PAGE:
Central action of adrenal steroids during stress and adaptation

J M Reul, W Sutanto, J A van Eekelen, J Rothuizen, E R de Kloet

Research output: Contribution to journalArticle (Academic Journal)peer-review

40 Citations (Scopus)

Abstract

Corticosteroids interact with receptors in the central nervous system. These receptors display heterogeneity and can be distinguished as corticosterone- and aldosterone-binding mineralocorticoid receptors and dexamethasone-binding glucocorticoid receptors. Ligand specificity of mineralocorticoid receptors for either corticosterone or aldosterone seems to be determined by co-localized transcortin and the enzyme, 11 beta-hydroxysteroid dehydrogenase. Aldosterone-selective mineralocorticoid receptors appear to be present in the circumventricular organs and the AV3V region of the hypothalamus and mediate behavior that is driven by salt appetite. Highest concentrations of mineralocorticoid receptors are found in neurons of the hippocampus. These limbic mineralocorticoid receptor sites mediate tonic influences of corticosterone on brain processes. Glucocorticoid receptors bind corticosterone with a tenfold lower affinity than do mineralocorticoid receptors, and are widely distributed in neuronal and glial cells of the brain. Glucocorticoid receptors are involved in the termination of the stress response (negative feedback). Studies involving measurement of glucocorticoid receptor mRNA and binding sites have revealed that glucocorticoid receptors are subject to autoregulation. After ADX, glucocorticoid receptor concentration increases, but is reduced after chronic stress, chronic administration of glucocorticoids, and at senescence. A diminished glucocorticoid receptor concentration may compromise the negative feedback action exerted by glucocorticoids after stress. After ADX, mineralocorticoid receptor binding is acutely up-regulated and reaches its maximum between 7 and 24 hours post-ADX. Mineralocorticoid receptor mRNA level shows a transient increase following ADX. Long-term ADX has no effect on the mineralocorticoid receptor concentration, but, interestingly, chronic dexamethasone treatment results in an up-regulation of mineralocorticoid receptors. Mineralocorticoid receptor level is decreased at senescence, but this age-related decrement can be reversed by chronic treatment with the ACTH4-9 analog, ORG 2766. Functionally, mineralocorticoid receptors and glucocorticoid receptors are involved in different aspects of the organization of the stress response, and in conjunction they control the stress responsiveness of the animal.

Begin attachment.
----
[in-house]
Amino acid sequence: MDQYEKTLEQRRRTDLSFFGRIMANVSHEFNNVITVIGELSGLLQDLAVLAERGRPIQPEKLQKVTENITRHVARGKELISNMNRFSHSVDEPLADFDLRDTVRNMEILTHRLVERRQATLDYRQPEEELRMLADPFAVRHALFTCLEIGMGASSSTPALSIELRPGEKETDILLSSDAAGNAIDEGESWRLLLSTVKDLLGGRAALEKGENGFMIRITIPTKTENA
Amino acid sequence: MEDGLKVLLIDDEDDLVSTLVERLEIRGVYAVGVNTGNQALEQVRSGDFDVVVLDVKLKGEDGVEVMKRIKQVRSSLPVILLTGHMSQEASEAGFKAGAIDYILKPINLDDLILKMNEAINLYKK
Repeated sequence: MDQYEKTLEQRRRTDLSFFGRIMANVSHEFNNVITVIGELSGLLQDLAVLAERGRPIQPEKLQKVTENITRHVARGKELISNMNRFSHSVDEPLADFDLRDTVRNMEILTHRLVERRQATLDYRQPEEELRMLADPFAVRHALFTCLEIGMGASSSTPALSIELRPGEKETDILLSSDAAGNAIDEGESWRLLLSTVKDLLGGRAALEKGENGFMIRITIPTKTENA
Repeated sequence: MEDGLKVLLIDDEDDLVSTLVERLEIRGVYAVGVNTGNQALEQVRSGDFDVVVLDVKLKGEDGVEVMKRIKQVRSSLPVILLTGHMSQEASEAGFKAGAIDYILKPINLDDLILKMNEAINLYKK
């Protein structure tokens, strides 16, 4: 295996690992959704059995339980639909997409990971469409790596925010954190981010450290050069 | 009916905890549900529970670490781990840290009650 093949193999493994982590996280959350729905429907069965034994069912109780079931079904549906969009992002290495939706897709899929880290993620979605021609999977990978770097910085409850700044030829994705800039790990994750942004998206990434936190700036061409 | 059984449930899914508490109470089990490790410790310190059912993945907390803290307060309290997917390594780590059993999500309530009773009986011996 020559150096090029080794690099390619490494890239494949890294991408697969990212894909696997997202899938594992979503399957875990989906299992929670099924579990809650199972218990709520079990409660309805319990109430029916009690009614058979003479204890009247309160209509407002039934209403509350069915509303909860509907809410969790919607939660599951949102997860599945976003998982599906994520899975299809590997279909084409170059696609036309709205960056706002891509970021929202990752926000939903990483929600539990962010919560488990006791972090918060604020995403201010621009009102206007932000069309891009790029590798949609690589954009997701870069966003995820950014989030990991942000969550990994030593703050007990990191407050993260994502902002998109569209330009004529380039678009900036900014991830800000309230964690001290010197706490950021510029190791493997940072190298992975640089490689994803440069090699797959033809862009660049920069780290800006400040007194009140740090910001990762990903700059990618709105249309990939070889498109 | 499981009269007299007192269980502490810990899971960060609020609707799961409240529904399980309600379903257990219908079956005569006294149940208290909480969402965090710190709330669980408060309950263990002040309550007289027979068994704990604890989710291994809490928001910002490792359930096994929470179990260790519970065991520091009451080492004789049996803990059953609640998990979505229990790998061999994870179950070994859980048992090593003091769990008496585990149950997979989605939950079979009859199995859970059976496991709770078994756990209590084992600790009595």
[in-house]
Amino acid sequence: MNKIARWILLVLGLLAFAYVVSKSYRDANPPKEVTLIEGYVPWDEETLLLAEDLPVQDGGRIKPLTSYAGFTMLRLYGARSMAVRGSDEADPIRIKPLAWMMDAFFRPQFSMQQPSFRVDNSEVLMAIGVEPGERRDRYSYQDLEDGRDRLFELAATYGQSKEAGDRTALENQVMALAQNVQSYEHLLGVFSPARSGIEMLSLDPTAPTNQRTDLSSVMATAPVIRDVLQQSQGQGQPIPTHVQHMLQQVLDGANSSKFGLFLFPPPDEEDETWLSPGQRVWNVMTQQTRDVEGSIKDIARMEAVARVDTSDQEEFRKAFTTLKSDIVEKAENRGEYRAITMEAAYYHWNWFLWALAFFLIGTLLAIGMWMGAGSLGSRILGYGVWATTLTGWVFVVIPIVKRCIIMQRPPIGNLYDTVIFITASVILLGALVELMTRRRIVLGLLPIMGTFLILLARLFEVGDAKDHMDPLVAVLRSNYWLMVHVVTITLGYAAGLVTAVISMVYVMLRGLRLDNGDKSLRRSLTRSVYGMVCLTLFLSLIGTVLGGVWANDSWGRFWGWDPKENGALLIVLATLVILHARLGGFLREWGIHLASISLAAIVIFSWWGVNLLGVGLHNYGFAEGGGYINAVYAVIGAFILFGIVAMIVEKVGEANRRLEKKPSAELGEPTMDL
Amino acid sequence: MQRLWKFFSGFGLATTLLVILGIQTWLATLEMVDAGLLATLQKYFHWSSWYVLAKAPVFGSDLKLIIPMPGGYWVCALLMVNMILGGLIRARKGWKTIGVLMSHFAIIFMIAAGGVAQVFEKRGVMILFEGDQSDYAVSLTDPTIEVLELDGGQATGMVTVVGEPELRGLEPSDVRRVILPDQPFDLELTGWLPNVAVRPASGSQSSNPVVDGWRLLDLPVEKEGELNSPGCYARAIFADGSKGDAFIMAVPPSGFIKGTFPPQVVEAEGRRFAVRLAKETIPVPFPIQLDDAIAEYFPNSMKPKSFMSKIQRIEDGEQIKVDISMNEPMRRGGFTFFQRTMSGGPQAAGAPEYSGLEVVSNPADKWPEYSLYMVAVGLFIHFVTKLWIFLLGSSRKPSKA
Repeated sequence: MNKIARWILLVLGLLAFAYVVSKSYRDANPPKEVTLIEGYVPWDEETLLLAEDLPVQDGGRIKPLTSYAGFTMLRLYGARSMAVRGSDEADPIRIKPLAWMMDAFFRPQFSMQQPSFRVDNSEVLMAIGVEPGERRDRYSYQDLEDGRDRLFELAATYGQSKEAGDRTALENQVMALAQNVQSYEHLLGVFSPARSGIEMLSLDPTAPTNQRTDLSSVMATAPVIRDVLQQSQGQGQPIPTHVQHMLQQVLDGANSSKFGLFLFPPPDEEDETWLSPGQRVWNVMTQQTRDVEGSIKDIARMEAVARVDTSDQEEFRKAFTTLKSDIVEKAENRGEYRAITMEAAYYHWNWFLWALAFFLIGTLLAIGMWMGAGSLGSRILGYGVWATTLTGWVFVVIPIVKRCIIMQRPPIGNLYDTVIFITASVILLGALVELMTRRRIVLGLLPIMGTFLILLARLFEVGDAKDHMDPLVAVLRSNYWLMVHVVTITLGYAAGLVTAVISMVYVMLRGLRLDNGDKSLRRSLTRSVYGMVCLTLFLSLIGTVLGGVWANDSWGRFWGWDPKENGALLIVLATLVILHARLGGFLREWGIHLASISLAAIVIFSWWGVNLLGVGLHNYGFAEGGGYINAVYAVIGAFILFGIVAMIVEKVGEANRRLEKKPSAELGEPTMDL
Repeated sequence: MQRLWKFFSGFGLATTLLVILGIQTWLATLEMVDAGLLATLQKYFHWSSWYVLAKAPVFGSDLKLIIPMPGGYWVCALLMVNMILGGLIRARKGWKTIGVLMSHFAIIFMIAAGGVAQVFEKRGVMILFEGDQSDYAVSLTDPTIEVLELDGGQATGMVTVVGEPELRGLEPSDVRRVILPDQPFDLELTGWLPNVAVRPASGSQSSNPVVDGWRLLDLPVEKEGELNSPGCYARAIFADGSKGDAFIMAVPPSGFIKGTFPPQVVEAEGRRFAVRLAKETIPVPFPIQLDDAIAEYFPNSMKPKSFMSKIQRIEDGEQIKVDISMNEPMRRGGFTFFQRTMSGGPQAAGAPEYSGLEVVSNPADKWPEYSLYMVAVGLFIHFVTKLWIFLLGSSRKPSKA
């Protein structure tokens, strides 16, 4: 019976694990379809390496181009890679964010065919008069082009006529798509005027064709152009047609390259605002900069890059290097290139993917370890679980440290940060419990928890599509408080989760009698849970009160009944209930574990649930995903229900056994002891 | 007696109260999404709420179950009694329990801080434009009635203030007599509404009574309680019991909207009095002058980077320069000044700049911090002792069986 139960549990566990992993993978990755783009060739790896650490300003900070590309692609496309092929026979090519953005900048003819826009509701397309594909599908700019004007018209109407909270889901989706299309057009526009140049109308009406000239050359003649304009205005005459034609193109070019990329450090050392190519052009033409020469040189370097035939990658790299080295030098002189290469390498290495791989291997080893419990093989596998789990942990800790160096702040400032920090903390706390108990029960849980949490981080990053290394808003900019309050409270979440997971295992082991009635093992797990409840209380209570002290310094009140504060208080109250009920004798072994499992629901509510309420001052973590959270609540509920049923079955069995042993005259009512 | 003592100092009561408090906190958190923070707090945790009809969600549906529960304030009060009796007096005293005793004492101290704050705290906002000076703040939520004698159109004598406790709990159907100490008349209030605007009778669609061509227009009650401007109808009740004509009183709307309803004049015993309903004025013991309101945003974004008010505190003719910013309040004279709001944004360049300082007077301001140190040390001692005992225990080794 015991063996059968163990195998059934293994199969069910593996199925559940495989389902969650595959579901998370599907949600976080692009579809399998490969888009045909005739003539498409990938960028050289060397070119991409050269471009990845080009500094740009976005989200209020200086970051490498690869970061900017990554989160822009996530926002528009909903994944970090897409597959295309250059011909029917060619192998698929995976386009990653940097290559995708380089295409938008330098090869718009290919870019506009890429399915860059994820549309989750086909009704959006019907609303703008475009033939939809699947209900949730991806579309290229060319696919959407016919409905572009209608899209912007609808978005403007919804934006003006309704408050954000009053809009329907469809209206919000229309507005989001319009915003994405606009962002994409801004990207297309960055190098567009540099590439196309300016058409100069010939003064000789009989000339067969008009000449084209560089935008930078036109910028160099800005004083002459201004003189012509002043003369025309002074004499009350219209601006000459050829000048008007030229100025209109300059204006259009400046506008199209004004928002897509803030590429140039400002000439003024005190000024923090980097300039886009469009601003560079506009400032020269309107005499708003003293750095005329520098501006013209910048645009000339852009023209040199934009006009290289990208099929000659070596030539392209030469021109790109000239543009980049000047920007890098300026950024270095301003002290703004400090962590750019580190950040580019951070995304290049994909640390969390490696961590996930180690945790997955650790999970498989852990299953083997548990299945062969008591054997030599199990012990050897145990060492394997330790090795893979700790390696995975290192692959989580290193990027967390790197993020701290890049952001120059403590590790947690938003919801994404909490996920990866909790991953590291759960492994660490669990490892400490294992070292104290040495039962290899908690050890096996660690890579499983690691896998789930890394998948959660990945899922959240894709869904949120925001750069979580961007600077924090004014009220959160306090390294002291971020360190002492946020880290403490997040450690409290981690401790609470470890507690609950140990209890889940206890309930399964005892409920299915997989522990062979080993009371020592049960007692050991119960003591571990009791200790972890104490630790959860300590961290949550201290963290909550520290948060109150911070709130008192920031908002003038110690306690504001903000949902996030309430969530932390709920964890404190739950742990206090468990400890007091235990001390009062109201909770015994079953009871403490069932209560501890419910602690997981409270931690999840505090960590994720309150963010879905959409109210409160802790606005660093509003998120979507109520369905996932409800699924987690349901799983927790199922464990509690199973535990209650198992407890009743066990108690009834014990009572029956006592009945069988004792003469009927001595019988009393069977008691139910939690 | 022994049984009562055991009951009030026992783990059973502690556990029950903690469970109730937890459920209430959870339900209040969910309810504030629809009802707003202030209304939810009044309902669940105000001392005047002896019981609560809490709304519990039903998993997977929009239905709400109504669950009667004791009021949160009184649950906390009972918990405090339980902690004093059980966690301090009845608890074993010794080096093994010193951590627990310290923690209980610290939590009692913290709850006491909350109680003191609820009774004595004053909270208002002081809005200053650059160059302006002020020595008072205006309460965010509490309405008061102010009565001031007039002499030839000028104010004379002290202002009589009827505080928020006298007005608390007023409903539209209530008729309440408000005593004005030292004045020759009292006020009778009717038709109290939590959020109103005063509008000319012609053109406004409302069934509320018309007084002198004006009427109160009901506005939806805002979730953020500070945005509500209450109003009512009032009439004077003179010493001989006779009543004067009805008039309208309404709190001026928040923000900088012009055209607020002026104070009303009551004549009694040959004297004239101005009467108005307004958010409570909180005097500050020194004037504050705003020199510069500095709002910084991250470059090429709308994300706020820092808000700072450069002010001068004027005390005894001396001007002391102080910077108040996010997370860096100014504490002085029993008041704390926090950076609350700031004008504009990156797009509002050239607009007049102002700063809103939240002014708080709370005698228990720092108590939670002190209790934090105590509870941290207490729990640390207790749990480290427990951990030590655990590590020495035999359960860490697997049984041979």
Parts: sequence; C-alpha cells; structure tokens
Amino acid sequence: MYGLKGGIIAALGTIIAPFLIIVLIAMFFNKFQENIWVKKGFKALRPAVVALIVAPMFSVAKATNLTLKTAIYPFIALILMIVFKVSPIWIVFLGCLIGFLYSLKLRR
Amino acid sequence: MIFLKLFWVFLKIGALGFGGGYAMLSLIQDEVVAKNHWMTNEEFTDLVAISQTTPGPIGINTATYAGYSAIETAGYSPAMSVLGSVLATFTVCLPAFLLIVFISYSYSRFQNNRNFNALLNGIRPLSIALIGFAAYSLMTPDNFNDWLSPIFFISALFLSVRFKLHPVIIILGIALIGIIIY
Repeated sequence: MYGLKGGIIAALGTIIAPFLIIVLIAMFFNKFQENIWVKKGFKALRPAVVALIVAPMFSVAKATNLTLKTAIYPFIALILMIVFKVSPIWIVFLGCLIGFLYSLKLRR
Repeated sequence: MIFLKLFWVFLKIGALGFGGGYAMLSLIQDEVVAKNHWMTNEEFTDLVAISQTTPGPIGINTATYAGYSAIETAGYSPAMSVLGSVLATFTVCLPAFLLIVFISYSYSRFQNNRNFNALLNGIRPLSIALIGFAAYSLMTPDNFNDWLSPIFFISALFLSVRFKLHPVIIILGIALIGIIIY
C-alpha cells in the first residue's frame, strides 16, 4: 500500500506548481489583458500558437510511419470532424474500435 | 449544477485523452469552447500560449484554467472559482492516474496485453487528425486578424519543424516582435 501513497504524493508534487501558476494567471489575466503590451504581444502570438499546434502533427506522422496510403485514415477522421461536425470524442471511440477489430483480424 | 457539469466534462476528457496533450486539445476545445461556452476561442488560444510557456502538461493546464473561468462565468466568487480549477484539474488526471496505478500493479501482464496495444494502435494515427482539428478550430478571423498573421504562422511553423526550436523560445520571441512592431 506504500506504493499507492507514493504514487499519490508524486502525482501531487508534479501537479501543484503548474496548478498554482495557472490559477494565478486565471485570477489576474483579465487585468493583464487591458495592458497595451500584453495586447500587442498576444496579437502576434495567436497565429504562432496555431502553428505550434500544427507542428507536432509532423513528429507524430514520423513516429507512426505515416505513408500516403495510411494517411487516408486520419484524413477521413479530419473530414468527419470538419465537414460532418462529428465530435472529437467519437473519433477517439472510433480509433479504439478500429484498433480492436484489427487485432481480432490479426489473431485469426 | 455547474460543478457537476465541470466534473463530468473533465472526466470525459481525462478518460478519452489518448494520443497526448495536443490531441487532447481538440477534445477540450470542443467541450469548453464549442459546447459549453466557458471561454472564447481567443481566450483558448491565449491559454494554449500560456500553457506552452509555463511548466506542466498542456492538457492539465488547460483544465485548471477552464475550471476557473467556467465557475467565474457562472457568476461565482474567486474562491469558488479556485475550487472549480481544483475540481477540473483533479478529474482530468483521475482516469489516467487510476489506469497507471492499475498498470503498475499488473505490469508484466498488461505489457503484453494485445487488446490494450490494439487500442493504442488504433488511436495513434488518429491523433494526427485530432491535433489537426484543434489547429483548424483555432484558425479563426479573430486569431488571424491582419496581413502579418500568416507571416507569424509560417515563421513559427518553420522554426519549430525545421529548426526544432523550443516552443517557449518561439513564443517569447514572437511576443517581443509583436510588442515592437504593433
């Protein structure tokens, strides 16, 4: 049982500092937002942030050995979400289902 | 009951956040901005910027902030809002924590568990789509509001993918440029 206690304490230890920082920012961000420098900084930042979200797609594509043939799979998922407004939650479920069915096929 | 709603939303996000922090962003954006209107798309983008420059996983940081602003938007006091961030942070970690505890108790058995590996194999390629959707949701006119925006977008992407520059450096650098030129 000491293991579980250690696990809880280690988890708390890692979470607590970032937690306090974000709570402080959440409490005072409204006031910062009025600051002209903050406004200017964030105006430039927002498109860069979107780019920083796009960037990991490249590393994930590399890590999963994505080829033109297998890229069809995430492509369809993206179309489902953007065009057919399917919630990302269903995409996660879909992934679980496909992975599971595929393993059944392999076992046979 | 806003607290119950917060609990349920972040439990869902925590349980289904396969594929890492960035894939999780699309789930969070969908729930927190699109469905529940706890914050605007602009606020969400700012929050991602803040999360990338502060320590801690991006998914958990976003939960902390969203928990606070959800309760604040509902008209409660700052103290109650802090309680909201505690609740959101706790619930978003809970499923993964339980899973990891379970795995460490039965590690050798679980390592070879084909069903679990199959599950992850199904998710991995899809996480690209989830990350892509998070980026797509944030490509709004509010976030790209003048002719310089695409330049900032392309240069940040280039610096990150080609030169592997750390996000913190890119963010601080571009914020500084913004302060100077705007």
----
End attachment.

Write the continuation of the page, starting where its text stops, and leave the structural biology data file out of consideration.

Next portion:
Original languageEnglish
Pages (from-to)243-56
Number of pages14
JournalAdvances in Experimental Medicine and Biology
Volume274
Publication statusPublished - 1990

Keywords

  • Adaptation, Psychological
  • Adrenal Cortex Hormones
  • Animals
  • Central Nervous System
  • Humans
  • Stress, Psychological

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